The statistical analysis was restricted to the 40% of the probe sets in order to reduce the loss of power of the test. When many thousands of simultaneous hypothesis tests are performed, the probability of type I errors grows with the number of tests and the power becomes critical. Therefore, a pre-filtering of the data was applied to remove from consideration the set of genes that is not differentially expressed under any comparison and thus to run the analysis on the 40% of the genes with the biggest variance. Differentially expressed genes were determined by subtracting the average expression of the gene in the control from the average expression of the gene under treatment. Bad array spots were excluded from the analysis. Adjusted p-values were generated using the Benjamini and Hochberg method to correct for multiple testing in the experiment (Benjamini & Hochberg, 1995). The analysis was performed using the limma paired moderated t-test statistics, based on the empirical Bayesian approach.
Microarray data were deposited to GEO (Gene Expression Omnibus) under accession number GSE72508.
Real Time qPCR
Microarray data validation was performed with three independent replicates on day 1 post-germination. Reverse transcription was conducted with 500 ng total RNA, 1 µl 10 mM dNTPs (Bioline, UK), 1 µl oligo-dT(20) primers (Invitrogen, Carlsbad, CA, USA) and incubated at 65 °C for 5 min in a volume of 11 µl. After incubation the solution was chilled on ice for 1 min and 4 µl of 5X FS reaction buffer, 1 µl 0.1M DTT, 1 µl RNase free H2O (Qiagen) and 1 µl SuperScript® III reverse transcriptase (Invitrogen) were added bringing the volume to 20 µl. The reaction was incubated at 50 °C for 60 min and inactivated at 70 °C for 15 min. The solution was brought up to a final volume of 50 µl by adding RNase free H2O.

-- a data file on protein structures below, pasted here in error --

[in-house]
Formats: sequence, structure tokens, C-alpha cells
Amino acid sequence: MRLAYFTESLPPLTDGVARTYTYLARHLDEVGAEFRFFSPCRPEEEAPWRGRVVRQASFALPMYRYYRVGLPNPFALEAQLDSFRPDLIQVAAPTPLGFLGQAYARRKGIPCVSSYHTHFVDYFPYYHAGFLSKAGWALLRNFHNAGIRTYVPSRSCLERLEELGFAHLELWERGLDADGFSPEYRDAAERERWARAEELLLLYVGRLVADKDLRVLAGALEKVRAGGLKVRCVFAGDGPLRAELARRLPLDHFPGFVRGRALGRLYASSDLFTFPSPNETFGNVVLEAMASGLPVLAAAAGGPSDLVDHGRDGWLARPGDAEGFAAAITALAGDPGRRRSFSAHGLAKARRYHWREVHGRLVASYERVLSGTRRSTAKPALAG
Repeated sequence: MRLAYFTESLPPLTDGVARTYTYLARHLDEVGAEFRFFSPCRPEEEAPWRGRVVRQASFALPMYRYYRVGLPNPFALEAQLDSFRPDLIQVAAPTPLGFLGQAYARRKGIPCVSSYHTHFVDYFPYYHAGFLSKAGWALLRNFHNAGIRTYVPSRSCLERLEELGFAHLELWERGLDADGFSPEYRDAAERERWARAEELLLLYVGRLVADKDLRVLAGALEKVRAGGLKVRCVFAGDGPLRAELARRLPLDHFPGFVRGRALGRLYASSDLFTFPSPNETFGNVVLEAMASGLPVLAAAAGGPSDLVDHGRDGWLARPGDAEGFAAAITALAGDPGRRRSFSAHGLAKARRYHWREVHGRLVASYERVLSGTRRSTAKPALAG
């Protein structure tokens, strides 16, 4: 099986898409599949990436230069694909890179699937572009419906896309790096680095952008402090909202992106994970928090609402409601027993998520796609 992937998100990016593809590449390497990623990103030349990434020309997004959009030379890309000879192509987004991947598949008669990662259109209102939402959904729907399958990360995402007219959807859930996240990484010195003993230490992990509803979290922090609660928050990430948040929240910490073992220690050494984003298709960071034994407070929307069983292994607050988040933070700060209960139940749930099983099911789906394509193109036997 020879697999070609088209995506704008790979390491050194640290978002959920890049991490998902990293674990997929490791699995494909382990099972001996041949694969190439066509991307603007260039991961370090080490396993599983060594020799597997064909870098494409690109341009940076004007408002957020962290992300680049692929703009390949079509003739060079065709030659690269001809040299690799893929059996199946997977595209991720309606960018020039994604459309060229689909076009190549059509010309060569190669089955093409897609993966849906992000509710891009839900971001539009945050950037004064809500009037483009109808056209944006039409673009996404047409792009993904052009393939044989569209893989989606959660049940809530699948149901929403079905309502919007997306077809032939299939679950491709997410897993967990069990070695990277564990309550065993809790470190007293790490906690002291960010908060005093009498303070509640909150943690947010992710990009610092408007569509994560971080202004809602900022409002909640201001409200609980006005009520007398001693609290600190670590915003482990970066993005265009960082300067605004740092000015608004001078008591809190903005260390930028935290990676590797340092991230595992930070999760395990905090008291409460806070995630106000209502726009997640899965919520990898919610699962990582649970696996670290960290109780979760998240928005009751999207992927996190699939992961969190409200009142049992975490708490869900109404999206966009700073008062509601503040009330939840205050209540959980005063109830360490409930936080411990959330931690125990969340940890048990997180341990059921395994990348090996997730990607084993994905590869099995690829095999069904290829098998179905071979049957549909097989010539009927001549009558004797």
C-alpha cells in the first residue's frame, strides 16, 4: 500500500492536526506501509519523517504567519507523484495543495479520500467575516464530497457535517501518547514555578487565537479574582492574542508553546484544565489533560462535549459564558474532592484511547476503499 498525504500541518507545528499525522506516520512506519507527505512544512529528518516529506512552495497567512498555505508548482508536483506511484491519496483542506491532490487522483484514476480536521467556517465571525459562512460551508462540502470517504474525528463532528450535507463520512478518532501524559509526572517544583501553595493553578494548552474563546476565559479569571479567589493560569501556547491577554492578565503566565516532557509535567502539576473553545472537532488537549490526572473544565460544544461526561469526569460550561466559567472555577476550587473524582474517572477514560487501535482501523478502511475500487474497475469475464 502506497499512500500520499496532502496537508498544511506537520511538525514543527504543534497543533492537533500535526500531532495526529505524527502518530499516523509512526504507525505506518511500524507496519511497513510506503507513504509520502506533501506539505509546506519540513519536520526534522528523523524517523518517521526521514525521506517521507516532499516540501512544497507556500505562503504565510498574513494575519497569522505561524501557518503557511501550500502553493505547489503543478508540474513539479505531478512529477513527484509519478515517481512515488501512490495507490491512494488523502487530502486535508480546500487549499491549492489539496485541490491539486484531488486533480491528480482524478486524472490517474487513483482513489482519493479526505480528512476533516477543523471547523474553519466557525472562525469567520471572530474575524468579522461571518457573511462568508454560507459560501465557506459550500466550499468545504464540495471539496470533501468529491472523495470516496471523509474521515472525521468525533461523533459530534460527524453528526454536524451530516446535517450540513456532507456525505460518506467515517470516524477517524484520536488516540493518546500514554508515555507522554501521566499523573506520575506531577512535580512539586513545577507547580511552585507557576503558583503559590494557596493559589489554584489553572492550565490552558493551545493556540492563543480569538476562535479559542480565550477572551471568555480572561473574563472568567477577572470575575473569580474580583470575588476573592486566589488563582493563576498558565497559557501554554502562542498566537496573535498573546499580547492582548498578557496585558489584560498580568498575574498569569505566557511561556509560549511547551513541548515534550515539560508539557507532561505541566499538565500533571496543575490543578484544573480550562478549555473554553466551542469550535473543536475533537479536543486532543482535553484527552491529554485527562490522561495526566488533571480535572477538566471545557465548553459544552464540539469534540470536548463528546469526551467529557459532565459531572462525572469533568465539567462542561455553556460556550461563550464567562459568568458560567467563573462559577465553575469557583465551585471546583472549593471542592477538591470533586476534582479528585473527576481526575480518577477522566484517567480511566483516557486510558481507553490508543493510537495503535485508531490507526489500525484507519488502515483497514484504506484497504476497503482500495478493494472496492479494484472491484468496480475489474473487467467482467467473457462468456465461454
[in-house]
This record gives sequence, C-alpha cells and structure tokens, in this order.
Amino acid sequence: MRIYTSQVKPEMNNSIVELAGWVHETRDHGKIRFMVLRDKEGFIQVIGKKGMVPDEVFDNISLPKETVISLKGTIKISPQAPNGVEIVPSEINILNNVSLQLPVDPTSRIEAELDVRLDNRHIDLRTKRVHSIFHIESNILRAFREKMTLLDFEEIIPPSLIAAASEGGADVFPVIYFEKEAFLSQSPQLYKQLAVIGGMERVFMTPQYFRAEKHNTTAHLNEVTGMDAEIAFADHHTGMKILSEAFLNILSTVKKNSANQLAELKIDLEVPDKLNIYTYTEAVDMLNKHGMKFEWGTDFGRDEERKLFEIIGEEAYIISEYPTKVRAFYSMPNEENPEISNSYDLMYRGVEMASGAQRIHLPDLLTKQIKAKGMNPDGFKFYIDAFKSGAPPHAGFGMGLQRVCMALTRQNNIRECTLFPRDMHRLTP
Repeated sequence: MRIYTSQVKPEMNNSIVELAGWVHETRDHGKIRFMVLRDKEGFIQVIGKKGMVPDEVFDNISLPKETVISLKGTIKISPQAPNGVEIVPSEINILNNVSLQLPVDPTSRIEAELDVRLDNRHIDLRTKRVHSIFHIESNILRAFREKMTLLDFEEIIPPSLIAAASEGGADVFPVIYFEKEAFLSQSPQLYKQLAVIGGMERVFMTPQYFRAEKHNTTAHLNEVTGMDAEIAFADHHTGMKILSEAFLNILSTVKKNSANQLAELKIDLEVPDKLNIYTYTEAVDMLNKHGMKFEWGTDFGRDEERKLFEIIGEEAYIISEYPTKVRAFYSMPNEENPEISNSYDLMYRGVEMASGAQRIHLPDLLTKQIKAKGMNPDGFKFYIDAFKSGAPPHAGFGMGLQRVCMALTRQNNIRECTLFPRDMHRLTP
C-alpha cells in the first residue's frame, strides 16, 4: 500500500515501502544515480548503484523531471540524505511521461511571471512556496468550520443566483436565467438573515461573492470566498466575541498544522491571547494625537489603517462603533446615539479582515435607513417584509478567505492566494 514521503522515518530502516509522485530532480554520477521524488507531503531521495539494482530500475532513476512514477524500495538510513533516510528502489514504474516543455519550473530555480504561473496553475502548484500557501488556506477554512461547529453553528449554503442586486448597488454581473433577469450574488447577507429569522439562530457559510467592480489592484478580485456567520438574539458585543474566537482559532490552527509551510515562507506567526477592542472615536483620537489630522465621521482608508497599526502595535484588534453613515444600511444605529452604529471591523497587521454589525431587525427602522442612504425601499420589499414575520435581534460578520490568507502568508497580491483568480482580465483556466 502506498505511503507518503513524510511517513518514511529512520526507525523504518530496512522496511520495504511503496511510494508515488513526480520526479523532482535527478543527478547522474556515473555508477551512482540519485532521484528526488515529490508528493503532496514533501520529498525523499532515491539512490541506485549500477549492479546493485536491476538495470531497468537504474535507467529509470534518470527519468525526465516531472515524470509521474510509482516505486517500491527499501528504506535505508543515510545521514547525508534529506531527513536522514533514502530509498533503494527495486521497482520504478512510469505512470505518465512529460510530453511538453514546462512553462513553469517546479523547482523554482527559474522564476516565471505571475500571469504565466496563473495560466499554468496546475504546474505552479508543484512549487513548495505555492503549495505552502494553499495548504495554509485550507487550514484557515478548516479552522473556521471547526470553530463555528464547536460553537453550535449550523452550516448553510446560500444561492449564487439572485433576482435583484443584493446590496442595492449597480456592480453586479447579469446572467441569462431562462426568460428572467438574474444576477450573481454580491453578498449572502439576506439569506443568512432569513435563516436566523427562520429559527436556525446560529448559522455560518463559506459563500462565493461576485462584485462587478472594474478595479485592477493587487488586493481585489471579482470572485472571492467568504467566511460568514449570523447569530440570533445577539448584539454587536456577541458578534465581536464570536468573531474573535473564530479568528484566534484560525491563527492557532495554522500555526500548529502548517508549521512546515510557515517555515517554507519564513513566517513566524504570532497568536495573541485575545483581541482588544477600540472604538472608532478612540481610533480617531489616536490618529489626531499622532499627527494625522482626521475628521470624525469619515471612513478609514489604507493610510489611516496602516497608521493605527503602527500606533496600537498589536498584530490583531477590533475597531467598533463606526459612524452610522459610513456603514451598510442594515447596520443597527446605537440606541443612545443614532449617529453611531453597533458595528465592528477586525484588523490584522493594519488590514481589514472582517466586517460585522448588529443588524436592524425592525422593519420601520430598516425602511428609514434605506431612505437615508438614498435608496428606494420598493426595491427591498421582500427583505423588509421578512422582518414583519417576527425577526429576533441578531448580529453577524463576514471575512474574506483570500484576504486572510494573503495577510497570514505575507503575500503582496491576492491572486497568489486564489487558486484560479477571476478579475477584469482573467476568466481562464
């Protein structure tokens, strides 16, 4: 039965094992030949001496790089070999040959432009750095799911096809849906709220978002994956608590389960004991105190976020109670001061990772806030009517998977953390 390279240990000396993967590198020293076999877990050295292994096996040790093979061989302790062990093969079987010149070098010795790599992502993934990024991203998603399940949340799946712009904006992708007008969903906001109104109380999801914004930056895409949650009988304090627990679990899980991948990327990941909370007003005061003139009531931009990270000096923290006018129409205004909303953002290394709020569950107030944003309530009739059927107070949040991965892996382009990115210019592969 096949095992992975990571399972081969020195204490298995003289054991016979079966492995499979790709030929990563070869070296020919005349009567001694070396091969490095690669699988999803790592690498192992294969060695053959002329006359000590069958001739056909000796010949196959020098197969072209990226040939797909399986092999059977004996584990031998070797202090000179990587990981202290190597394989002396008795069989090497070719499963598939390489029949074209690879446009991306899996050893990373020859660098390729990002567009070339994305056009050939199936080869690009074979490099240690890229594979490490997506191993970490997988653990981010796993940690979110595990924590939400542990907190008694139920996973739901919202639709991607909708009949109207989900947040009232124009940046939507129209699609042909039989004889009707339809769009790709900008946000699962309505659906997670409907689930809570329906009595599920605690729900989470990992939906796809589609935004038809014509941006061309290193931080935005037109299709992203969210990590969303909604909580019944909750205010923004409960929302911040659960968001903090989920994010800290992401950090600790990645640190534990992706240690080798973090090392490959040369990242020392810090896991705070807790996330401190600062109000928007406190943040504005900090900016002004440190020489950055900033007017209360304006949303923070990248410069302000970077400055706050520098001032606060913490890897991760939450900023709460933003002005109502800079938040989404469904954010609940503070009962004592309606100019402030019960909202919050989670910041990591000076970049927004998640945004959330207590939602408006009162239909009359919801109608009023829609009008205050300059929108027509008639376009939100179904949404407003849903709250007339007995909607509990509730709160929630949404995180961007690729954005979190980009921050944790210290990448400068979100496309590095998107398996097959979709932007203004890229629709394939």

Relative Real Time PCR was conducted with an ABI 7500/7500 Fast Real Time PCR system (Applied Biosystems, Carlsbad, CA, USA) using the Fast Sybr® Green Master Mix (Applied Biosystems) according to the manufacturer’s instructions, but in a reaction volume of 10 µl.